A biologist investigates impenetrable mysteries in Jeff VanderMeer’s enigmatic 2014 science-fiction novel ‘Annihilation’

January 22, 2019

By Matthew E. Milliken
MEMwrites.wordpress.com
Jan. 22, 2019

When I saw Alex Garland’s Annihilation last spring, I found myself captivated by the atmospheric, understated science-fiction story. I recently read the book it’s based upon, Jeff VanderMeer’s 2014 novel, which similarly establishes an odd and unsettling mood.

The story unfolds entirely from the perspective of an unnamed biologist, the template for the movie’s Lena, played by Natalie Portman. Much like Garland used an interview with Lena after her emergence from the strange Area X to frame most of the events, the book unfurls as an account that the biologist has written in her journal following the dissolution of her four-woman expedition.

The exploration party is led by an older psychologist and includes an anthropologist and surveyor. (The movie’s group was led by an older psychologist and had an anthropologist, but featured a physicist and paramedic.) The biologist has followed her husband, who vanished along with the previous party sent into Area X before mysteriously returning to the couple’s home; unlike in the movie, the husband — here a seaman turned paramedic, rather than an army special forces operator — has died.

Although both the book and film versions of Annihilation feature a lighthouse, much of the plot of the text revolves around a strange underground structure, which the narrator refers to as a tower but the others call a tunnel. This location, where the biologist and surveyor make a number of unnerving discoveries, including a feverish line of writing on the walls formed by an unknown fungi, is linked to the disappearance of two of the biologist’s companions. It’s also the setting of the story’s climax, which the movie staged beneath the lighthouse.

If I’m relying a lot on comparisons between the two versions of Annihilation, it’s partly because so much in the book is never explained. (It’s also, I confess, because I finished reading VanderMeer’s novel a few weeks ago, and since have consumed a few other pieces of fiction.)

Like many tales of unfathomable alien phenomena — Solaris comes to mind — there’s something inherently frustrating about Annihilation. By definition, it’s impossible to understand much about the mystery that the scientists are attempting to unravel. The story is even more off-putting because its narrator is emotionally distant and not particularly likable; nor are any of the other characters appealing.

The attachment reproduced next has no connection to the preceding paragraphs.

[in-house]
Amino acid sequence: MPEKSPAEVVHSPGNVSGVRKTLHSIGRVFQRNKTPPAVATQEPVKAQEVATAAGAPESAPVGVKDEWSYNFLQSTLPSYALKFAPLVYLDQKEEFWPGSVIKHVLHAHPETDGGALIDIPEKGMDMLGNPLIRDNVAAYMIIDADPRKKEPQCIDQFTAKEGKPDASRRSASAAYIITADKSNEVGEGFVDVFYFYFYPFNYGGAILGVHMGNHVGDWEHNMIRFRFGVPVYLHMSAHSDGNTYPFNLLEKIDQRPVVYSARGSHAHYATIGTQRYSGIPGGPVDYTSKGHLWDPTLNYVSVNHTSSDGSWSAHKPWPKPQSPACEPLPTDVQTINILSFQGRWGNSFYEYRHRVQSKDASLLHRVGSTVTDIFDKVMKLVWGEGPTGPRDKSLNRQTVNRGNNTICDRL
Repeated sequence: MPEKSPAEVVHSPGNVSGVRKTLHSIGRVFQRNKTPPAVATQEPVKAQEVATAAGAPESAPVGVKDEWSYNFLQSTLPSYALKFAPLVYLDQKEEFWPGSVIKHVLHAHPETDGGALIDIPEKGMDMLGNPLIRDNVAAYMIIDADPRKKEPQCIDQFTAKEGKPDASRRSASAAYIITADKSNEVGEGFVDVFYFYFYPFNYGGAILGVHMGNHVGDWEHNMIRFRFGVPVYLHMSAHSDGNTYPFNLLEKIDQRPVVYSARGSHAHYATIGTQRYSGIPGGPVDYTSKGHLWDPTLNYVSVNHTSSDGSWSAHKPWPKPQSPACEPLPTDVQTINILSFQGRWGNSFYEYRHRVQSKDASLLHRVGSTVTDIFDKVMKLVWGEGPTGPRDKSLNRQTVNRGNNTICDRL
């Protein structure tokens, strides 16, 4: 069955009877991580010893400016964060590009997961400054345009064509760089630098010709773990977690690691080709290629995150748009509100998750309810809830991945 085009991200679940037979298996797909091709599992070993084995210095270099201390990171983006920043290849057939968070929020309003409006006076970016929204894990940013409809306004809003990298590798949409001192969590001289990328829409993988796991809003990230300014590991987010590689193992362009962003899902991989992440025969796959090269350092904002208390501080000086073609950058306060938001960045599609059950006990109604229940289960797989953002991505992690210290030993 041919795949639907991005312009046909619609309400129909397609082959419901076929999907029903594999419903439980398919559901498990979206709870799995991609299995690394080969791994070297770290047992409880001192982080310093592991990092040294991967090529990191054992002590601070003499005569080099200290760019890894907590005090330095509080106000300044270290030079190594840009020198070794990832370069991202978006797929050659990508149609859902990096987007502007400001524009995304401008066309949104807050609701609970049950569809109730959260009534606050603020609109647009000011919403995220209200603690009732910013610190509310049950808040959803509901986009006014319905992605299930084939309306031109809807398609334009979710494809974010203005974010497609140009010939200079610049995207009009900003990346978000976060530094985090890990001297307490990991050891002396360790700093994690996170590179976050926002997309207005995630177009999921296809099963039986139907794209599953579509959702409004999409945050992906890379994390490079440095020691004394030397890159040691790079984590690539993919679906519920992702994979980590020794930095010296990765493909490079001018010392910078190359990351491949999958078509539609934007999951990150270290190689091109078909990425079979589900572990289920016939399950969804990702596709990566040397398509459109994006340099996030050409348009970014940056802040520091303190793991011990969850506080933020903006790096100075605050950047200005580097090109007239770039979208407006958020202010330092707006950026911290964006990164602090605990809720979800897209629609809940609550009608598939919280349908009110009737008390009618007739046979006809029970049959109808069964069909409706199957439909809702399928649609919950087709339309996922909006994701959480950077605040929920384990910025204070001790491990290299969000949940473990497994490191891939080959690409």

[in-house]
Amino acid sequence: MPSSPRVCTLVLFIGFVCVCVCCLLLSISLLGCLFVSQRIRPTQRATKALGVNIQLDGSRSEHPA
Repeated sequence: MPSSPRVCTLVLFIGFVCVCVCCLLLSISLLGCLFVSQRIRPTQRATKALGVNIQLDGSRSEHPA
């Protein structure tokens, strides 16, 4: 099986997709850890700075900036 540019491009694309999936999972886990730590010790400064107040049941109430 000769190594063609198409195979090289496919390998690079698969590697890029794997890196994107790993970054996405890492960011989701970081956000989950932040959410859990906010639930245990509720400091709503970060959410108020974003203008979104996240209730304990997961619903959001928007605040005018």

Still, I was keenly interested in learning what the explorers might discover and whether the biologist would reach some measure of redemption or at least revelation, be it concerning Area X, her husband or herself. In addition, VanderMeer masterfully constructs an unsettling ambience. Take for instance this passage where the biologist inspects the living writing in the subterranean structure:

The curling filaments were all packed very close together and rising out from the wall. A loamy smell came from the words along with an underlying hint of rotting honey. This miniature forest swayed, almost imperceptibly, like sea grass in a gentle ocean current. 

Other things existed in this miniature ecosystem. Half-hidden by the green filaments, most of these creatures were translucent and shaped like tiny hands embedded by the base of the palm. Golden nodules capped the fingers on these “hands.” I leaned in closer, like a fool, like someone who had not had months of survival training or ever studied biology. Someone tricked into thinking that words should be read. 

I was unlucky — or was I lucky? Triggered by a disturbance in the flow of air, a nodule in the [letter] W chose that moment to burst open and a tiny spray of golden spores spewed out. I pulled back, but I thought I had felt something enter my nose, experienced a pinprick of escalation in the smell of rotting honey. 

Unnerved, I stepped back even farther, borrowing some of the surveyor’s best curses, but only in my head. My natural instinct was always for concealment. Already I was imagining the psychologist’s reaction to my contamination, if revealed to the group. 

“Some sort of fungi,” I said finally, taking a deep breath so I could control my voice. “The letters are made from fruiting bodies.” Who knew if it were actually true? It was just the closest thing to an answer. 

My voice must have seemed calmer than my actual thoughts because there was no hesitation in their response. No hint in their tone of having seen the spores erupt into my face. I had been so close. The spores had been so tiny, so insignificant. I shall bring forth the seeds of the dead. 

“Words? Made of fungi?” the surveyor said, stupidly echoing me. 

“There is no recorded human language that uses this method of writing,” the anthropologist said. 

About two decades ago, I read J.G. Ballard’s novel The Day of Creation, which concerned a physician’s quixotic journey along a strange new river in a remote stretch of Africa. More than anything else in my experience, Annihilation reminds me of that 1987 book, where the landscape and the protagonist’s psychological struggles also feature heavily.

That Ballard volume, and Ballard’s body of work in general, is not for everyone; the same, of course, is true of VanderMeer’s novel. Still, I found myself intrigued by the fraught setting and charged conflicts VanderMeer depicts in Annihilation, and I intend to read Authority and Acceptance, the subsequent books in his Southern Reach trilogy.

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